Local priests attest to ongoing struggle, explosion of faith
By Joyce Coronel, The Catholic Sun
“Without the Eucharist, Christians in Iraq cannot survive.”
These were the words uttered by Fr. Ragheed Ganni, a young Chaldean Catholic priest martyred in Mosul, Iraq, alongside three subdeacons in 2007. With his cause for beatification open, Fr. Ganni may soon be among those the Church calls “blessed.”
Across the globe, the persecution of Christians has ramped up, and it is their plight and powerful faith that inspired the organizers of this year’s Arizona Rosary Celebration to honor the Virgin Mary under the title of Our Lady, Help of Persecuted Christians.
The annual event takes place at 2 p.m. Sunday, Oct. 16, at the Phoenix Convention Center, 33 S. 3rd Street.
Among those attending the celebration will be Fr. Peter Patros, pastor of Mar Abraham Chaldean Catholic Church in Scottsdale and parochial administrator of Holy Cross Mission in Gilbert.
The Diocese of Phoenix is home to thousands of Chaldean Catholics all belonging to the Chaldean Eparchy of St. Peter based in El Cajon, Calif. The Chaldeans belong to one of 23 Eastern Rite Catholic Churches in communion with Rome, many of them with members living in the Phoenix Diocese.
They are well-acquainted with the attempts, bloody but unsuccessful, to crush Christianity. For Christians in the Middle East, persecution has been an ongoing reality. Though born in the U.S., Fr. Patros carries within him the legacy of martyrdom.
“We have witnessed, not just hundreds of years ago, not just centuries ago, but here and today we have witnessed persecution, the death of our own neighbors and our own friends and our own families because we bear the name Christian, because we have been stamped by the blood of the Lamb,” Fr. Patros said.
“Because we carry this with us — what we’ve seen, what we’ve heard — we carry the traumas, but we also carry the great healing that Christ offers.”
The former pastor of Mar Abraham, Bishop Felix Shabi, was related to the martyred Fr. Ganni. “We have the blood of martyrs running in our veins,” Bishop Shabi told The Catholic Sun in a previous interview.
Even after receiving repeated death threats, Fr. Ganni was determined to continue offering the Holy Sacrifice of the Mass for his parishioners. On June 3, 2007, as he and the three subdeacons walked away from Holy Spirit Parish, they were approached by gunmen. One of them demanded to know why Fr. Ganni, after being warned earlier, hadn’t closed the church.
“How can I close the house of God?” Fr. Ganni replied. The armed men demanded that Fr. Ganni and his companions convert to Islam. For their refusal, they were fatally shot.
47th Annual Arizona Rosary Celebration
2 p.m. – 4:15 p.m. Sunday, Oct. 16
Phoenix Convention Center
33 S. Third Street
Halls F and G
Confession, Adoration, exhibits, procession and Rosary
Featured speaker: Rev. James Phalan, C.S.C. of Holy Cross Family Ministries
Sponsored by the Knights of Columbus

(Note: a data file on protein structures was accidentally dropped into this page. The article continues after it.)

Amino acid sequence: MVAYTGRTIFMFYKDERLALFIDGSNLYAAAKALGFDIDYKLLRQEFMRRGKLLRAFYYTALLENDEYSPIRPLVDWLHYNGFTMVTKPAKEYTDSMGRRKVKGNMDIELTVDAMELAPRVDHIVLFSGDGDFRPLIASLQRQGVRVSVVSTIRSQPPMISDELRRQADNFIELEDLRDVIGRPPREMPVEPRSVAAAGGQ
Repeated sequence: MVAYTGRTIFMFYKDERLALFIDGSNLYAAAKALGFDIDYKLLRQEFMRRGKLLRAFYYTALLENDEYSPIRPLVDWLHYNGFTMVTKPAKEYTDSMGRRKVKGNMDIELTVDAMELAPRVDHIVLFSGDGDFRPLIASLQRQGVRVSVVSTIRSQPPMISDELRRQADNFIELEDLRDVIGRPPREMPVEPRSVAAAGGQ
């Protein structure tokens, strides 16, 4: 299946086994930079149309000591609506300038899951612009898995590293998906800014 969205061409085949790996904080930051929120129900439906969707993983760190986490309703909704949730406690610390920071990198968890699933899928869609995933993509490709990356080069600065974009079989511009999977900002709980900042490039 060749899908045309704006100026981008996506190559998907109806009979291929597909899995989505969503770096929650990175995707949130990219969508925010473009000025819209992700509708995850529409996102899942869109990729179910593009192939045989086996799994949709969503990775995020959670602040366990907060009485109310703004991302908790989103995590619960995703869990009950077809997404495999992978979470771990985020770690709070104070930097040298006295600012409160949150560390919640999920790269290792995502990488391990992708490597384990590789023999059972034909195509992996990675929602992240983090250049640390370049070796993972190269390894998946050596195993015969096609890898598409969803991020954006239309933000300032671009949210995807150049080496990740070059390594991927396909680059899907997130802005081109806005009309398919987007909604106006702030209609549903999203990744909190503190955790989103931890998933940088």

firstname.lastname@example.org or (602) 677-2029
Fr. Patros said he visited Iraq in 2018 and 2019. His parents and five older siblings left their homeland when it was embroiled in war.
“My family fled war-torn Iraq in the early 90s — fled on foot in the middle of the night from Zakho to Turkey to live in refugee camps for a few years until they found asylum in 2003 in America,” Fr. Patros said.
Thousands of miles away in the safety of parishes in the Diocese of Phoenix, scenes like this seem surreal. Tragically, they are not so uncommon. From Afghanistan to North Korea and Nicaragua to Nigeria, around the world followers of Christ are undergoing brutal — often state-sanctioned — persecution.
In Nigeria, for example, thousands of Christians have been killed by the Islamist group Boko Haram. Others have died at the hands of Fulani herdsmen. There’s been no government crackdown on the expanding genocide. According to Catholic News Agency, more than 3,400 Christians were killed in Nigeria in the first 200 days of 2021.
Fifteen priests from Nigeria currently serve in the Diocese of Phoenix, including Fr. Fidelis Igwenwanne. He serves as a chaplain at the Carl T. Hayden Veterans’ Administration Medical Center in Phoenix, and said he knew some of the priests who were kidnapped and/or killed in his homeland.
“In Nigeria, Christians witness to their faith every day through shedding their blood,” Fr. Igwenwanne said. “Some people think it is like a fantasy, or a remote story of something that happened many, many years ago and is out of reach. No. It still is happening.”
In fact, so many priests have been kidnapped in Nigeria, he said, that the country’s bishops’ conference refuses to pay ransoms or engage in negotiations to secure the release of clergy. According to The Pillar, in Kafanchan Diocese alone, six priests have been kidnapped in eight months.
“What the abductors or kidnappers are asking for is money, money, money and negotiations with the Church. The bishops are saying, ‘You can’t negotiate with the Devil,’” Fr. Igwenwanne said.
Private individuals, often family members of the victims, have paid ransoms and negotiated for the release of victims, but these were not sponsored by the Church, Fr. Igwenwanne said.
What is happening in Nigeria is a constant reminder of the famous adage that “the blood of martyrs is the seed of the Church,” Fr. Igwenwanne noted. He hasn’t traveled to Nigeria since 2015 when his father died.
“I don’t like going home because of that trouble. Each time I go home, I hide.”
It’s a perspective that few Americans can fathom and yet one that urges solidarity with the persecuted Church and prayers for its protection, prayers like those which will take place at Arizona Rosary Celebration.
“Continue praying. Put it in your daily prayers, to pray for persecuted Christians,” Fr. Igwenwanne said.
Visit azrosary.net for more information on Arizona Rosary Celebration.